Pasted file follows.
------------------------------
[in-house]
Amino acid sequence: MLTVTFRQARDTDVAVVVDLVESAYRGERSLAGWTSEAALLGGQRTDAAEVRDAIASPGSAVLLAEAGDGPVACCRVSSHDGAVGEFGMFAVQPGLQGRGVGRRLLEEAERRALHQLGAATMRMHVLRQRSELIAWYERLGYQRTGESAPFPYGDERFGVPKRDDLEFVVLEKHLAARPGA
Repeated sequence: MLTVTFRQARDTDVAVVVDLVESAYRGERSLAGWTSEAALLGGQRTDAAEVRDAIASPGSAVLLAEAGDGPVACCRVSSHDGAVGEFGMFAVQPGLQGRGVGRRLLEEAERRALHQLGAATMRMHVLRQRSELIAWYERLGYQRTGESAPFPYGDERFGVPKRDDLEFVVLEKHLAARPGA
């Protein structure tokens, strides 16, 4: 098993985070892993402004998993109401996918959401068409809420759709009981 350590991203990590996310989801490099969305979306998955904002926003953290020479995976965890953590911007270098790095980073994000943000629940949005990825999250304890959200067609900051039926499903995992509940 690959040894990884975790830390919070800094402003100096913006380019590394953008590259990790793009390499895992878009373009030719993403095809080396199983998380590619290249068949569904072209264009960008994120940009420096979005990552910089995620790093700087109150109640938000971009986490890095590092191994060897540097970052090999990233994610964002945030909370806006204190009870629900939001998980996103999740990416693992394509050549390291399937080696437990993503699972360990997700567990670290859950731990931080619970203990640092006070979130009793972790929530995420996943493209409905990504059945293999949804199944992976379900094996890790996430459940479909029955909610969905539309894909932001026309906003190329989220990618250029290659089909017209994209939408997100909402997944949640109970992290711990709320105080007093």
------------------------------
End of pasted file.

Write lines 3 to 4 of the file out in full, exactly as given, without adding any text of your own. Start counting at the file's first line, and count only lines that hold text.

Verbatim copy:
Repeated sequence: MLTVTFRQARDTDVAVVVDLVESAYRGERSLAGWTSEAALLGGQRTDAAEVRDAIASPGSAVLLAEAGDGPVACCRVSSHDGAVGEFGMFAVQPGLQGRGVGRRLLEEAERRALHQLGAATMRMHVLRQRSELIAWYERLGYQRTGESAPFPYGDERFGVPKRDDLEFVVLEKHLAARPGA
């Protein structure tokens, strides 16, 4: 098993985070892993402004998993109401996918959401068409809420759709009981 350590991203990590996310989801490099969305979306998955904002926003953290020479995976965890953590911007270098790095980073994000943000629940949005990825999250304890959200067609900051039926499903995992509940 690959040894990884975790830390919070800094402003100096913006380019590394953008590259990790793009390499895992878009373009030719993403095809080396199983998380590619290249068949569904072209264009960008994120940009420096979005990552910089995620790093700087109150109640938000971009986490890095590092191994060897540097970052090999990233994610964002945030909370806006204190009870629900939001998980996103999740990416693992394509050549390291399937080696437990993503699972360990997700567990670290859950731990931080619970203990640092006070979130009793972790929530995420996943493209409905990504059945293999949804199944992976379900094996890790996430459940479909029955909610969905539309894909932001026309906003190329989220990618250029290659089909017209994209939408997100909402997944949640109970992290711990709320105080007093």